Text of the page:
Created by the Dominican government and launched with the support of the International Organization for Migration (IOM), the plan aims to regularize the Venezuelan population in three stages: application for extension of stay, visa, and residency. Since April, when the first phase began, 43,000  Venezuelans have registered to extend their stay and, on 1 July, the first group of 21 Venezuelans received their work visa.

“Now that I have my visa, I feel that for others like me a lot of opportunities are opening. We will be able to establish more safely and formally to offer a better future to our children,” says Gabriela Rivero, who arrived in the country with her husband and daughter in 2018.  “Once we settled, we did not imagine how difficult it would be to get a job because the lack of documentation closed all doors.”

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Since 2019 Gabriela has led a support organization for Venezuelan migrants in Santiago de los Caballeros called FEV (Fundación Emigrantes de Venezuela), which offers free orientation and helps hundreds of migrants daily to complete their normalization plan applications.

With IOM support, eight Venezuelan migrant organizations have created orientation hubs to assist the Venezuelan population who are applying to the plan. Of the 43,000  registered through the General Directorate of Migration (DGM) web page, around 9,000 have visited the hubs for help on the procedure. The promoters and coordinators of each hub – mostly Venezuelan migrants – have learned the process with the support and guidance of the DGM team and the Ministry of Foreign Affairs (MIREX). Besides being trained for orientation, they became the pilot group of the plan to receive their extensions and visas.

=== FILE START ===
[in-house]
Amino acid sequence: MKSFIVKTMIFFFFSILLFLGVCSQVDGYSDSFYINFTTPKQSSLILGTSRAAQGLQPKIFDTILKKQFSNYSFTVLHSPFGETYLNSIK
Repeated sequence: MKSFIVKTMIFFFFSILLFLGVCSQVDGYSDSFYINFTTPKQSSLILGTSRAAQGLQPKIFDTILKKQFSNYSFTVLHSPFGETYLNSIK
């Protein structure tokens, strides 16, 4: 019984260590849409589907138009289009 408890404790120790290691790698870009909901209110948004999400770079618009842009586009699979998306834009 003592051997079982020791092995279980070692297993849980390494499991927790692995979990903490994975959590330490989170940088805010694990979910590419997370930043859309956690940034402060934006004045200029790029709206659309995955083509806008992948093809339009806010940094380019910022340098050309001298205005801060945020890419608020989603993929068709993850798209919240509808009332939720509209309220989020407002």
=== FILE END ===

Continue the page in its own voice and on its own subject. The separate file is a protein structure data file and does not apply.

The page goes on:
“The idea of this process is that we are the ones at the front of the hubs, a migrant helping a migrant, a Venezuelan helping a Venezuelan,” says Iván Carrera, a lawyer from Caracas and legal adviser of FUNCOVERD (Fundación Colonia de Venezolanos en RD). Carrera works as a promoter at the orientation hub in El Sambil Santo Domingo, one of the locations with the most people requesting support for their application.

READ  Gavi, IOM join forces to improve immunization coverage for migrants